I finished them! My Conwy socks, the Second Pair Syndrome socks are done!
It's surprisingly hard to get a shot that shows the color properly. It looks lighter with flash, but brings out the purples nicely,
whereas the no flash version shows off the cables and the blue tones.
If you haven't knit Conwys yet, give them a try. The cable pattern is interesting enough to occupy the brain without making TV-watching or talking impossible. It was a fun knit.
There has also been some progress on the WIP front. My dad's sweater (remember, it's burgundy, not bright tomato red!) has gained an inch or two, and I've started on the cables. Granted, they aren't recognizable as such in this shot, but trust me, they're there.
And then, there are my sister's socks. Knit in Opal Hundertwasser, regarding which I have a confession to make.
Just a few days ago, I was reading the Yarn Harlot's blog and chuckling to myself. She was talking about loving a baby sweater pattern so much that she bought several, kept thinking about them obsessively, and even had urges to go back and buy the rest of the kits so she could just keep knitting them. There may have been something self-righteous about my chuckle, just a little bit. I mean, I'm bad, but clearly, this proved that the Yarn Harlot had it much, much worse. I wouldn't go back and just keep buying the same kit over and over again, no, not me.
Until now. In my case, it isn't the pattern, it's the yarn. I confess that I am a process knitter and that I get lots of pleasure out of watching yarn stripe, pool, change colors. But where a normal yarn has a regular pattern, the Hundertwasser keeps surprising you. Because the socks aren't supposed to come out identical, there are all sorts of different patterns and colors in a skein. You just start knitting and keep knitting because you want to know what color or pattern comes next, or how long the section you're working on will be when it turns into something else...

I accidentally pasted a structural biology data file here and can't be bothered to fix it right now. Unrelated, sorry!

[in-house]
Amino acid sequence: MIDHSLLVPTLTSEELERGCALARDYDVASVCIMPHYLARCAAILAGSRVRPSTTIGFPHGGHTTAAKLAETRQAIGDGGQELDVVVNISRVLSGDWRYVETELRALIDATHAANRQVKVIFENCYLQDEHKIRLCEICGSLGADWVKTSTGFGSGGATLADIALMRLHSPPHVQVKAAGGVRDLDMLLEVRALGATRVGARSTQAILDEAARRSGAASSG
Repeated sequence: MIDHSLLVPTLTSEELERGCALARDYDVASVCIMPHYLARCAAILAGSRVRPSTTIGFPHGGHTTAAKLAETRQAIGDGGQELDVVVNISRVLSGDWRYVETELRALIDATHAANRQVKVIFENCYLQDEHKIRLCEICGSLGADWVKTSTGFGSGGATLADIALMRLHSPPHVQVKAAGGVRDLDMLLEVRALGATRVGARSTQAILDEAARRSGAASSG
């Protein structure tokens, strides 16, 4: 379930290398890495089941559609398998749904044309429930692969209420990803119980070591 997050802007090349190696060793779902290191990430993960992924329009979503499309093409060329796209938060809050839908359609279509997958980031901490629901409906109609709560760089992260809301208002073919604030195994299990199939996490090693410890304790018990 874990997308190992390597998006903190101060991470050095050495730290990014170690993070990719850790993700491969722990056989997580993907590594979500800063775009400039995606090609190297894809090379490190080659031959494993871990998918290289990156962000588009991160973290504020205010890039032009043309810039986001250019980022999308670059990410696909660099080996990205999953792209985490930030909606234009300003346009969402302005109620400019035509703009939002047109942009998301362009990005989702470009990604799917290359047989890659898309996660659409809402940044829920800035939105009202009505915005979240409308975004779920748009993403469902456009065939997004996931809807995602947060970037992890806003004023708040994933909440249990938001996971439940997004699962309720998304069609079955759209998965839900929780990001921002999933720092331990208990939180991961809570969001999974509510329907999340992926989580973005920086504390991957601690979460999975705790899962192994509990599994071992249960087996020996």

I haven't been able to put them down. Literally. I must have knit 4" just this morning.
And now for something a little less uncommon: the Baltic Sea Stole. What you see here is the seed stitch border. I cast on 171 stitches instead of 111, and unless I thoroughly misunderstood the math involved, I should get either 9 or 10 pattern repeats out of this. I have the pattern and the chart in front of me.
Now all I have to do is math. We'll see how it goes!